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When Rudy Giuliani wasn’t blowing up the White House’s account of payments made to a porn star who claimed to have slept with President Trump, or exchanging an old set of legal liabilities for Trump with some new ones, his one-two punch of Fox News interviews Wednesday night and Thursday morning allowed him to workshop some of  the arguments Trump’s legal team could be making if its showdown with Special Counsel Robert Mueller escalates.

“You can’t possibly not feel, as a citizen of the world, that his negotiations with North Korea are much more significant than this totally garbage investigation,” Giuliani said on Sean Hannity’s show Wednesday.

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While my colleague Caitlin and I were pulling together our rundown on the new White House attorney Emmet Flood and the big legal battles he’s worked on previously, I was struck by the names of the lawyers that popped up. Several are now representing major figures in Special Counsel Robert Mueller’s investigation. It’s not totally surprising that these attorneys have crossed paths before — when you get to this high level of legal work, the number of players is quite small. But the big guns we’re talking about here are notable nonetheless for the major-stakes issues they’ve deal with the in the past. Here are some of the attorneys I am talking about:

Bill Burck: As other outlets have noted, Flood is close with Bill Burck, who is serving as a personal attorney to Trump White House Counsel Don McGahn and former Chief of Staff Reince Preibus. He also represented senior Trump advisor Steve Bannon during his congressional interview. Burck previously worked for President George W. Bush’s White House as deputy assistant to the president and special counsel, during the same time that Flood was also a special counsel to Bush.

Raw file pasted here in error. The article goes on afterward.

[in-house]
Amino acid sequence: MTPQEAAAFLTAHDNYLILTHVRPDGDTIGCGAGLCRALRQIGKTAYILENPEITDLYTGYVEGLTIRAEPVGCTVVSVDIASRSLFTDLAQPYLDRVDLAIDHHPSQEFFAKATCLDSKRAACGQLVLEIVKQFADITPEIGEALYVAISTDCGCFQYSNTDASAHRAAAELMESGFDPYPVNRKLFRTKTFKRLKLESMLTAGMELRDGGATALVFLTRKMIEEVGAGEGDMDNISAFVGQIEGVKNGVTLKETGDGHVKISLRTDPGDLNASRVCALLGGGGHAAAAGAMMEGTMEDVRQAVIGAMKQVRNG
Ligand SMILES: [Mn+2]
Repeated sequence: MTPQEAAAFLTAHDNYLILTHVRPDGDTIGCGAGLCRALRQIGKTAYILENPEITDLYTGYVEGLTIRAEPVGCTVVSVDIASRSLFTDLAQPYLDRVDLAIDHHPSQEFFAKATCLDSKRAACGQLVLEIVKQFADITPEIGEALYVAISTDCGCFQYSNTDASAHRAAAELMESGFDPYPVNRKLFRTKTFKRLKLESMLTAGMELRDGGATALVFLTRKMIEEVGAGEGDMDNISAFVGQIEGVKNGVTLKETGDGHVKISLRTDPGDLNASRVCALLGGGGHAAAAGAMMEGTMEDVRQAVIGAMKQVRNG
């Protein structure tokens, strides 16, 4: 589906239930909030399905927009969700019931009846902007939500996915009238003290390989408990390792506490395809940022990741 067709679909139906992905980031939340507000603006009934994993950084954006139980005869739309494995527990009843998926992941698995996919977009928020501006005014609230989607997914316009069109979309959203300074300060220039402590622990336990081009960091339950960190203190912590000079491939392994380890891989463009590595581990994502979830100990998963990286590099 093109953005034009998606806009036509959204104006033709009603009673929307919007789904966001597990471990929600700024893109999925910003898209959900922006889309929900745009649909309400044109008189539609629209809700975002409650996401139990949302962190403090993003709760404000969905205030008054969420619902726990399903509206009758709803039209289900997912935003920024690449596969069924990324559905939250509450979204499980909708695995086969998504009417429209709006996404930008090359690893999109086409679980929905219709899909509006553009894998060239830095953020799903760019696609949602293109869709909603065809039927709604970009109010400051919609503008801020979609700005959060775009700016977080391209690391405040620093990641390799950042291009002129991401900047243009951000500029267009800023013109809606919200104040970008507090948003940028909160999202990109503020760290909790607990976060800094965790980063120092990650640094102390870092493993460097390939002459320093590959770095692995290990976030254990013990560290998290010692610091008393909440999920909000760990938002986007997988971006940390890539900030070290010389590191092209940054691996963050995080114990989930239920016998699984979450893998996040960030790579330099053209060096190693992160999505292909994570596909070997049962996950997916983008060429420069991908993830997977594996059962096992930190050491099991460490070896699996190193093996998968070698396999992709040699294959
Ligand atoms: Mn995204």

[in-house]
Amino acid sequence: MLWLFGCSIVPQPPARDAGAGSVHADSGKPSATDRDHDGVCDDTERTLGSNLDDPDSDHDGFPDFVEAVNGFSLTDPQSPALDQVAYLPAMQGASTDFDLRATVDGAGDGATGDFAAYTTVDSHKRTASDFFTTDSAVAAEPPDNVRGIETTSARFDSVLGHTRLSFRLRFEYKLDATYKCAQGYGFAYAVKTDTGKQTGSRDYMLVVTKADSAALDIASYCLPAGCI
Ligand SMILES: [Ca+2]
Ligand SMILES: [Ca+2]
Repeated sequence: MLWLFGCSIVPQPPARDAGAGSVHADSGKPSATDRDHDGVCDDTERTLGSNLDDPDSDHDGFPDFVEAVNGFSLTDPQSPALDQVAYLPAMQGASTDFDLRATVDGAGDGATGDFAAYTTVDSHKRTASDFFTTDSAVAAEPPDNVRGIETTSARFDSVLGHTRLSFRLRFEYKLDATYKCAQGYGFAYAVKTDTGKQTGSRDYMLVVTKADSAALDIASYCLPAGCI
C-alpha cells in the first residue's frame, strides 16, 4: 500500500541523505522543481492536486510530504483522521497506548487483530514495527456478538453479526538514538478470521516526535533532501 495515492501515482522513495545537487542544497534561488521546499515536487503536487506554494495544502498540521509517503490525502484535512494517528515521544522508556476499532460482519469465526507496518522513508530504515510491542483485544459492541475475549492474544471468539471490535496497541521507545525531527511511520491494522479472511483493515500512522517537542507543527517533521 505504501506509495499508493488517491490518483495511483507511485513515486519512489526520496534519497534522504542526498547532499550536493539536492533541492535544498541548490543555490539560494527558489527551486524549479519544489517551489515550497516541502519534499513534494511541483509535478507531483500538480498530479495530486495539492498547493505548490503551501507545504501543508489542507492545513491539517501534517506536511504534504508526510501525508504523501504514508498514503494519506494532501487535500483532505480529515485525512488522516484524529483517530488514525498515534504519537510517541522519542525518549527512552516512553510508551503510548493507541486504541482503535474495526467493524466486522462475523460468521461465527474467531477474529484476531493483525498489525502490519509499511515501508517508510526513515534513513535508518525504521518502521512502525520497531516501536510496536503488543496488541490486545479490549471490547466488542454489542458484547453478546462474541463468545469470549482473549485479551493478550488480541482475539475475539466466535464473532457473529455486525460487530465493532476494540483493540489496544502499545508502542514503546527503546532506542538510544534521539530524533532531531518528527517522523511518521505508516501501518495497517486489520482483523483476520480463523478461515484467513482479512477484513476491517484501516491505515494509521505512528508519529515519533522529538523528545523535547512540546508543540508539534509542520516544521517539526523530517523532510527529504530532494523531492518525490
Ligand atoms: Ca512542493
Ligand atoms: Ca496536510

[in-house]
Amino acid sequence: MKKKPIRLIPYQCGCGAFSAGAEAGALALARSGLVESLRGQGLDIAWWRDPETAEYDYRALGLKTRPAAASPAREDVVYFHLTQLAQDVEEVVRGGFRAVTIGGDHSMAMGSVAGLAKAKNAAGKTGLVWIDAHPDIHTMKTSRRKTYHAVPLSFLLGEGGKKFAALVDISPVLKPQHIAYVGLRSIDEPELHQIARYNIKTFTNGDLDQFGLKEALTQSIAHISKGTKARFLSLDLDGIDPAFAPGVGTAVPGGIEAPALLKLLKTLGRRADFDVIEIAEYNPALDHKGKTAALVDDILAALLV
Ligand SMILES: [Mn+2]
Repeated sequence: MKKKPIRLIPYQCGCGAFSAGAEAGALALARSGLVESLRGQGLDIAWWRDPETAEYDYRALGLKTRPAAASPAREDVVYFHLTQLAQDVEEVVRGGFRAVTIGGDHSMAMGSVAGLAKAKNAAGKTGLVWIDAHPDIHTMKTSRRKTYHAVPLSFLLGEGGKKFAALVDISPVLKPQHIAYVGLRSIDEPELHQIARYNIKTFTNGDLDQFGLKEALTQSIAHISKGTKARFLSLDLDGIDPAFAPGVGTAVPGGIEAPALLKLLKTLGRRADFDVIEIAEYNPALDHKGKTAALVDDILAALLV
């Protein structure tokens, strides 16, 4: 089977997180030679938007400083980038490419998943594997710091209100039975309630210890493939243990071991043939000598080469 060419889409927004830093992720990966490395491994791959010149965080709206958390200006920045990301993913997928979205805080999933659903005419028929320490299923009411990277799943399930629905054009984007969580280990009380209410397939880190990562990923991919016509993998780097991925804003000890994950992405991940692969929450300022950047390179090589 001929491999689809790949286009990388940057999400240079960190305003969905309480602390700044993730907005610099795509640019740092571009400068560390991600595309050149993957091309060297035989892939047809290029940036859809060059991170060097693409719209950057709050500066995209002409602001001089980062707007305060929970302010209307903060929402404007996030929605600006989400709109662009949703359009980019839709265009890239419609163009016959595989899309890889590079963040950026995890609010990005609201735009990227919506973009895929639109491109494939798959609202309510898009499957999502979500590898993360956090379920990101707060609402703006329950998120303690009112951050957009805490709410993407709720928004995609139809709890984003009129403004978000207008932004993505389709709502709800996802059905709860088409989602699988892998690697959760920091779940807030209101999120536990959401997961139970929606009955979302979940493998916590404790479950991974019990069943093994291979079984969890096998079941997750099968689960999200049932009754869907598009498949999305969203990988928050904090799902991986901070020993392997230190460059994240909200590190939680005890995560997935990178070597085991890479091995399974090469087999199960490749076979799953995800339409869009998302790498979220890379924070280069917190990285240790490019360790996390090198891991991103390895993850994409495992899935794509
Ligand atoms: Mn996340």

Robert Kelner: Former National Security Advisor Mike Flynn’s attorney Robert Kelner saw his path intersect with Flood’s during a major flashpoint in the Bush administration. When Congress was investigating the U.S. attorneys firing scandal, Flood wrote a letter to Kelner, then a lawyer for the Republican National Committee, requesting that he not turn over RNC emails to the House Judiciary Committee until the White House had a chance to review them.

Abbe Lowell: Abbe Lowell, who is on Jared Kushner’s legal team, joined Flood in representing ex-oil and gas company exec Aubrey K. McClendon, who was indicted for antitrust conspiracy. (The case was dropped when McClendon died in a car crash after the indictment.) Lowell and Flood continue to have a good relationship, according to Washington Post.

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Ty Cobb, the White House lawyer overseeing its response to Special Counsel Robert Mueller’s investigation, is resigning, Cobb told the New York Times Wednesday. He is being replaced by Emmet Flood, the White House and Flood’s law firm William & Connolly confirmed.

Cobb said he informed President Trump weeks ago that he was seeking to retire.

“It has been an honor to serve the country in this capacity at the White House,” Cobb told the Times. “I wish everybody well moving forward.”

Cobb said he would serve through the month to help his replacement transition into the role.

“Emmet Flood will be joining the White House Staff to represent the President and the administration against the Russia witch hunt,” White House Press Secretary Sarah Sanders said in a statement. “Ty Cobb, a friend of the President, who has done a terrific job, will be retiring at the end of the month.”

Former New York Mayor Rudy Giuliani, who is serving as a personal lawyer for Trump, told the Washington Post that Flood was hired out of a desire “for someone was more aggressive.”

“That’s not a criticism of Ty, but it’s just about how we’re going to do this,” Giuliani said.